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Cisco Shares Fall On Q2 Outlook; CFO Calderoni Stepping Down

While Cisco's first-quarter earnings were better than expected, its outlook for Q2 was lower than analyst projections, causing its shares to slip in after-hours trading Wednesday. Cisco CFO Frank Calderoni, meanwhile, is stepping down.

Cisco Systems Wednesday reported better-than-expected first-quarter earnings, but issued a second-quarter outlook that missed analyst estimates, causing its shares to tumble 1.5 percent in after-hours trading.

"As we said last quarter, we are executing and progressing as I expected and I am very comfortable with our growth trajectory," Cisco CEO John Chambers said Wednesday on a conference call with analysts. "We are pleased that, in spite of the headwinds, we are growing again."

The San Jose, Calif.-based networking leader also said Chief Financial Officer Frank Calderoni is stepping down Jan. 1. Calderoni, who will remain with Cisco until January in an advisory role, will be replaced by Kelly Kramer, Cisco's senior vice president of Business Technology and Operations Finance.

[Related: Latest Cisco Restructuring To Impact 6,000 Jobs]

Calderoni has been with Cisco 10 years, seven of those as CFO.

"One of Frank's best and most defining leadership characteristics is his focus on building incredible leadership teams," Chambers said. "Almost three years ago, Frank hired Kelly, and it is a credit to the work of Frank that the leadership team and the board have concurred in appointing Kelly to the role of CFO."

For its first fiscal quarter, ended Oct. 25, Cisco reported revenue of $12.2 billion, up 1.3 percent from the year-ago period. The results met analyst estimates and marked Cisco's return to revenue growth after several quarters of decline.

Cisco's net income for the quarter was $1.8 billion, down 8.4 percent compared to the same quarter last year.

Looking ahead, Cisco said it expects second-quarter revenue to rise between 4 percent and 7 percent, missing analyst estimates of 8 percent.

Cisco said its cautious forecast is due primarily to lower-than-usual spend in the service provider and emerging markets. In the first quarter, Cisco said its U.S. service provider product orders were down 18 percent year-over-year.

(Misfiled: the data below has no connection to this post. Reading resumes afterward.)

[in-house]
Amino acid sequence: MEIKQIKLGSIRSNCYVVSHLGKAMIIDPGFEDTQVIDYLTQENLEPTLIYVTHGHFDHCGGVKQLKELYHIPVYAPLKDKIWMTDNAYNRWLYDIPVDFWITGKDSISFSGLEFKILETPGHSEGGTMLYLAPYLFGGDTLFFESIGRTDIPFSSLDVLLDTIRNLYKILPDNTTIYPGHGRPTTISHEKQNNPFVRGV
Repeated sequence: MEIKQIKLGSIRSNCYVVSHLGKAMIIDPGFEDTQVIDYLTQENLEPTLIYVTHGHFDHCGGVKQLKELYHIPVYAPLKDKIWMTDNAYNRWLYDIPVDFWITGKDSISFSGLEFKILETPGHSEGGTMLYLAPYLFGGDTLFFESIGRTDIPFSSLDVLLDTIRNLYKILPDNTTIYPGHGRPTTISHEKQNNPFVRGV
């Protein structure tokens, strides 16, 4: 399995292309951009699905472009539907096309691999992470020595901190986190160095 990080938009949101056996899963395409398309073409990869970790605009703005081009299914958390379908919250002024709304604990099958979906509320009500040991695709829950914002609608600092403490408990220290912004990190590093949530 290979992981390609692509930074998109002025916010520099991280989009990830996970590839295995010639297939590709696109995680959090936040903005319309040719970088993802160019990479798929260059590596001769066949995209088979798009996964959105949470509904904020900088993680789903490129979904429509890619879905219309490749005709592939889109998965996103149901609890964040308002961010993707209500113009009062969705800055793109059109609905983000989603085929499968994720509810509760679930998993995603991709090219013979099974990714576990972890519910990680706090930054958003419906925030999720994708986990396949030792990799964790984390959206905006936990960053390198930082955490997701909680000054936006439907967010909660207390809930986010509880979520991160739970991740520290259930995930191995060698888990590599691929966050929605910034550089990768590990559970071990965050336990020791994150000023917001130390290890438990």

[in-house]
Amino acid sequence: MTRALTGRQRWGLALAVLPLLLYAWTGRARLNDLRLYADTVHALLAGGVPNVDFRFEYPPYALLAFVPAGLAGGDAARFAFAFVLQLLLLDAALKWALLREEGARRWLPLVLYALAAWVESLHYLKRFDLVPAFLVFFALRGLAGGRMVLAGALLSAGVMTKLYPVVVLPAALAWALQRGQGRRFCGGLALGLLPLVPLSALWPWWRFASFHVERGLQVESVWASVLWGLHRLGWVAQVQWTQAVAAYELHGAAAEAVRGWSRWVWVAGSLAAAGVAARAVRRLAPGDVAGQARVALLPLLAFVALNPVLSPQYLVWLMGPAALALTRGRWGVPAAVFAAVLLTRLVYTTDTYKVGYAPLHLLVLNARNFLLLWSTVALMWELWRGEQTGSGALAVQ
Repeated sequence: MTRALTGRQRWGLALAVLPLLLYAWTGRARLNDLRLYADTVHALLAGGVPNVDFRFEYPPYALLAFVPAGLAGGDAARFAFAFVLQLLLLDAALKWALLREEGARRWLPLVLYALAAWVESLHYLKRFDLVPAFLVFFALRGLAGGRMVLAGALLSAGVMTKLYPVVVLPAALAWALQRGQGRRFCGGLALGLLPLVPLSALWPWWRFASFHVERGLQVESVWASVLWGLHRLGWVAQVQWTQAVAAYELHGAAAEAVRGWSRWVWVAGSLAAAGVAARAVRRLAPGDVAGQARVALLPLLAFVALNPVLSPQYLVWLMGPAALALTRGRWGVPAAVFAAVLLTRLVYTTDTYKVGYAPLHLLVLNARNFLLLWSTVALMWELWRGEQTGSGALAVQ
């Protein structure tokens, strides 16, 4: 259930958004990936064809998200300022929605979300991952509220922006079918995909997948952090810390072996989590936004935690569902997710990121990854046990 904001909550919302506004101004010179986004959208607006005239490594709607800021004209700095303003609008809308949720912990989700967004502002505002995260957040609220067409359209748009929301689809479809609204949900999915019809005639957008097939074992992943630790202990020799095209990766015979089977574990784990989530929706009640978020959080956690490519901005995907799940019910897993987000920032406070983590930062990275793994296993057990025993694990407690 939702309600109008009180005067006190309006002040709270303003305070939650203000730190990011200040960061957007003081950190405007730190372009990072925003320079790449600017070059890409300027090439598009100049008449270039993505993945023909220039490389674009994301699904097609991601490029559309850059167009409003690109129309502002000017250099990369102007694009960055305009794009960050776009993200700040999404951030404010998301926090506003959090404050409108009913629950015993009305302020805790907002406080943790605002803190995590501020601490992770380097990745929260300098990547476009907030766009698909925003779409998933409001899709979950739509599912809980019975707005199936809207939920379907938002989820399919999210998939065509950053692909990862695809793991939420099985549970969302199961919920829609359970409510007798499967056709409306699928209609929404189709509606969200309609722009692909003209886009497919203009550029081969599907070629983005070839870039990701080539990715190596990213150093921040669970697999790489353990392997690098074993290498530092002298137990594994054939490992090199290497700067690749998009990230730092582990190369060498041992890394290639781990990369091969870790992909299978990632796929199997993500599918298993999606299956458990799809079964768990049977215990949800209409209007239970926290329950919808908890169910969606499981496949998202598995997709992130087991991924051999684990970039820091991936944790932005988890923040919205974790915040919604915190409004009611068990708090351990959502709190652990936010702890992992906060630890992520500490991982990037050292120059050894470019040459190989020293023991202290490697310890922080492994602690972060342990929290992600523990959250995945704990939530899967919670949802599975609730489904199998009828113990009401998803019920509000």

By product, Cisco's routing business in the first quarter fell 4 percent year-over-year, while its switching business grew 3 percent, returning to growth after three consecutive quarters of decline.

Chambers attributed some of that switching growth to strong sales of Cisco's new Nexus 9000 switches, which serve as the hardware foundation for its Application Centric Infrastructure (ACI) software-defined networking (SDN) solution.

Cisco said there are now more than 900 Nexus 9000 customers, up from 580 last quarter.

"A year ago, we were fighting an SDN perception battle, with competitors using PowerPoints instead of products," Chambers said on the call. "Today, with ACI, we are bringing programmability and automation to networking on a scale well beyond what competitors define as SDN. Now we are in the market with products and solutions and don’t see either traditional box competitors or the PowerPoint newcomers able to keep up."

Meanwhile, Cisco's data center business, home to its Unified Computing System (UCS) converged infrastructure solution, grew 15 percent year-over-year, while its wireless business grew 11 percent.

Cisco's security business was also a bright spot, up 25 percent compared to the same quarter last year. Chambers said much of this growth stemmed from the ongoing integration between Cisco's legacy security products and those it gained through its 2013 acquisition of Sourcefire.

Cisco did not give specific sales figures for its new Intercloud platform, but did say that it added 30 new Intercloud hosting partners in the first quarter, including NTT Data and Deutsche Telecom. Intercloud is now hosted in 250 data centers worldwide across 50 countries, Cisco said.

Chambers on the call also touched on Cisco's recent reorganization efforts, which involved the company shedding 6,000 jobs, or roughly 8 percent of its global workforce, starting in the first quarter. Cisco President Rob Lloyd also told CRN in August that a big aim of the restructuring is to drive tighter integration between Cisco's sales and engineering teams, and to transition the Cisco engineering unit to more of a DevOps or Agile development model.

Chambers said the results of those efforts have been positive and that employee morale is high.

"Thanks to a lot of hard work, which will continue, I believe we have positioned Cisco to lead the market transitions in front of us to the benefit of our shareholders, our customers, our partners and our employees," Chambers said.

PUBLISHED NOV. 12, 2014

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